Accusations of domestic violence can result in criminal charges and civil implications. An arrest for suspected domestic violence does not always mean you will receive a conviction. If someone is accusing you of domestic violence, remain silent and contact an experienced domestic violence lawyer immediately.
Definition of Domestic Violence
Domestic violence laws are broad and prohibit a wide range of activities, so you may not be exactly sure what you did wrong. Arizona Revised Statute 13-3601 defines domestic violence as almost any criminal act of abuse committed by any family or household member against another family or household member. Assault is the most common charge related to domestic violence, but not all cases involve a physically violent act.
There are 29 underlying offenses that could potentially be an act of domestic violence. Some of these include:
- Criminal trespass
- Disorderly conduct
- Unlawful Imprisonment
- Negligent homicide
- Neglect or abandonment
- Animal cruelty
- Abuse of a child or vulnerable adult
By Arizona law, you are not charged with domestic violence alone, because it is not categorized as a separate crime. Instead, you are charged with one of the underlying crimes above, in conjunction with domestic violence. The only exception is aggravated domestic violence, which is charged separately, but only after multiple domestic violence offenses have occurred. Given the nuanced nature of a domestic violence charge, consulting with an experienced criminal lawyer will help you navigate the complex issues attendant to such a charge.
What Might Happen
Under Arizona statutes, if police officers respond to a domestic violence claim and have probable cause to believe you have committed domestic violence, they can arrest you at the scene. This is true even if they did not witness the domestic violence and/or the alleged victim does not want you arrested. If arrested, the police will take you for booking into jail. Contact a domestic violence lawyer as soon as you are able. Within 24 hours, you will appear before a judge for arraignment. The judge decides whether you will remain in custody or deserve release. If time permits, you may be able to arrange to have a criminal defense lawyer appear with you at the initial appearance to argue for favorable release conditions. If released, he may require you to post bond and forbid you to have any contact with your accuser while the case is ongoing.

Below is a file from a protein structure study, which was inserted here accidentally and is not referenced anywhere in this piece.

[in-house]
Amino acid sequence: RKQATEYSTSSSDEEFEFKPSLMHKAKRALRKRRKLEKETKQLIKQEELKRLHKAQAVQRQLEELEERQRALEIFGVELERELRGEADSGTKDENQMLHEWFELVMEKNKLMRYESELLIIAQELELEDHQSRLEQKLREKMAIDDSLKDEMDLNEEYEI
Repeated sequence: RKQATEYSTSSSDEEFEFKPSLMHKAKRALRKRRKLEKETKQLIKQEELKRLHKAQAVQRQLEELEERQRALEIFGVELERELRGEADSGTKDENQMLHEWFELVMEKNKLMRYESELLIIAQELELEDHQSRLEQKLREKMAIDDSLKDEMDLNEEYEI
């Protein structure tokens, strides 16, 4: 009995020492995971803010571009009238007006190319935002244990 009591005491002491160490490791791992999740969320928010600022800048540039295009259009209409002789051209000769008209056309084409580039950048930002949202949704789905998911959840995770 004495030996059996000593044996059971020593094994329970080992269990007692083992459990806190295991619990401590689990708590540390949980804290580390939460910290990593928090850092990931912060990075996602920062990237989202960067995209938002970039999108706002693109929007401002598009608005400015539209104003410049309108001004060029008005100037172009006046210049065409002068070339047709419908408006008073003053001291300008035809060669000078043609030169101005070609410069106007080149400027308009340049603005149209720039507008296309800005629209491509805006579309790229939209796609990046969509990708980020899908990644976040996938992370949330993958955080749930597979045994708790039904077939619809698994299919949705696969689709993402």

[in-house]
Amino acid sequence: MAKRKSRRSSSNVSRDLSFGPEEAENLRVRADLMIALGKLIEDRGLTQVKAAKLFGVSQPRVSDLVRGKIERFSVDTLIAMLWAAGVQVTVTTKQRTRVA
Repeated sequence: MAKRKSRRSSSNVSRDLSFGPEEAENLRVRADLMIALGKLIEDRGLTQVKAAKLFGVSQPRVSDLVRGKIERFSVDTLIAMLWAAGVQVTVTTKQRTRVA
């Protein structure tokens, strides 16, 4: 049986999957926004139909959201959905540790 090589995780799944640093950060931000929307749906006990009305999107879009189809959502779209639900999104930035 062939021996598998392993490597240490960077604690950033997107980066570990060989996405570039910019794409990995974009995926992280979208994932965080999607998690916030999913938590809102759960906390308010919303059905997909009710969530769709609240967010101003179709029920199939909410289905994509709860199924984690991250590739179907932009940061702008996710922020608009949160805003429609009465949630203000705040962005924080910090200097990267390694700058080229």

The penalties for domestic violence depend on the seriousness of the underlying act, the age of the alleged victim, and your age and previous criminal history. Charges can range from a Class 3 misdemeanor to a felony. Domestic violence counseling is mandatory for any conviction, but you may also face jail or prison time, hefty fines, and civil penalties. If you have had two or more previous domestic violence violations within the past seven years, it will increase your penalties and the likelihood of a jail sentence. You may also have to pay restitution.
Your accuser may also file for an order of protection against you. This falls under civil ramifications. Depending on the terms of this protection order, you could have to move out of your current residence and refrain from contacting or coming within a set distance of anyone listed on the order. Any violation of the protection order could result in your arrest and additional criminal charges filed against you.
Hire a Top Domestic Violence Lawyer
Domestic violence cases involve special rules, so it is important you have a domestic violence lawyer from Lerner & Rowe Law Group on your side. We understand the unique characteristics of domestic violence cases. We will investigate the evidence against you and defend your rights. Visit our office from 8 AM to 5 PM for a free consultation and to learn more about our affordable payment plans. We are also available to take your call any time of the day or night at 602-667-7777. Check out our website and use our convenient LiveChat feature to get quick answers whenever you need them. So, don’t wait. Call us today!